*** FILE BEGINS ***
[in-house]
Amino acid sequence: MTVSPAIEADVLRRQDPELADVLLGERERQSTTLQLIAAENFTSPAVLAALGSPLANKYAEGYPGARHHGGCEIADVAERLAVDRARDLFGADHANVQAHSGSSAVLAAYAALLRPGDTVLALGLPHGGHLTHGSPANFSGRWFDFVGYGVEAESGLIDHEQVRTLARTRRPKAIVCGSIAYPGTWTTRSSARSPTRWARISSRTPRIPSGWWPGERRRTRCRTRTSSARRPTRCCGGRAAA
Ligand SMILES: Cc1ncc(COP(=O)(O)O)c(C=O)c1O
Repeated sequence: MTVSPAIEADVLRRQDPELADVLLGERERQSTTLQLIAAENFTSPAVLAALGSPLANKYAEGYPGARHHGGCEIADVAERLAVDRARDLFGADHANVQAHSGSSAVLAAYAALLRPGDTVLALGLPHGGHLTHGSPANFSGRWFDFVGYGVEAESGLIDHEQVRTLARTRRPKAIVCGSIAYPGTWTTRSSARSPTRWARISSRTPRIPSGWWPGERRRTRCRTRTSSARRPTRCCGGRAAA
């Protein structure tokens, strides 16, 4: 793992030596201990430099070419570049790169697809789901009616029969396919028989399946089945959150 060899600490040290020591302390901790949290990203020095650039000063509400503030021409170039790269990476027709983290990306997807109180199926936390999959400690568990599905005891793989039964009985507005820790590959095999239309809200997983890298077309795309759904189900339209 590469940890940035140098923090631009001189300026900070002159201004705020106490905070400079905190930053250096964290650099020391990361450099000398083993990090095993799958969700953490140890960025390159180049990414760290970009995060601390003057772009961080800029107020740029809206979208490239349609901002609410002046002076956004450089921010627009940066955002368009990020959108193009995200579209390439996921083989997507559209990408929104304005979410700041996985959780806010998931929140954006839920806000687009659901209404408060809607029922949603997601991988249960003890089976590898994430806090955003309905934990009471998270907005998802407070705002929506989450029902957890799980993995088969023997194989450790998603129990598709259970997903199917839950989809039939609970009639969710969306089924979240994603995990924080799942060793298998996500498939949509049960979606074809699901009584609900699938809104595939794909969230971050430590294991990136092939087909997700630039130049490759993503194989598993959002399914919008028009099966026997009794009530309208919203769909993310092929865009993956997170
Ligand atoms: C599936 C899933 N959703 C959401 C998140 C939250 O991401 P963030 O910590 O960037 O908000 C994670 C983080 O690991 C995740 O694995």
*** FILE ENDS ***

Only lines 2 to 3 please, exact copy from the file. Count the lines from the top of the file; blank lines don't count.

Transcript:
Amino acid sequence: MTVSPAIEADVLRRQDPELADVLLGERERQSTTLQLIAAENFTSPAVLAALGSPLANKYAEGYPGARHHGGCEIADVAERLAVDRARDLFGADHANVQAHSGSSAVLAAYAALLRPGDTVLALGLPHGGHLTHGSPANFSGRWFDFVGYGVEAESGLIDHEQVRTLARTRRPKAIVCGSIAYPGTWTTRSSARSPTRWARISSRTPRIPSGWWPGERRRTRCRTRTSSARRPTRCCGGRAAA
Ligand SMILES: Cc1ncc(COP(=O)(O)O)c(C=O)c1O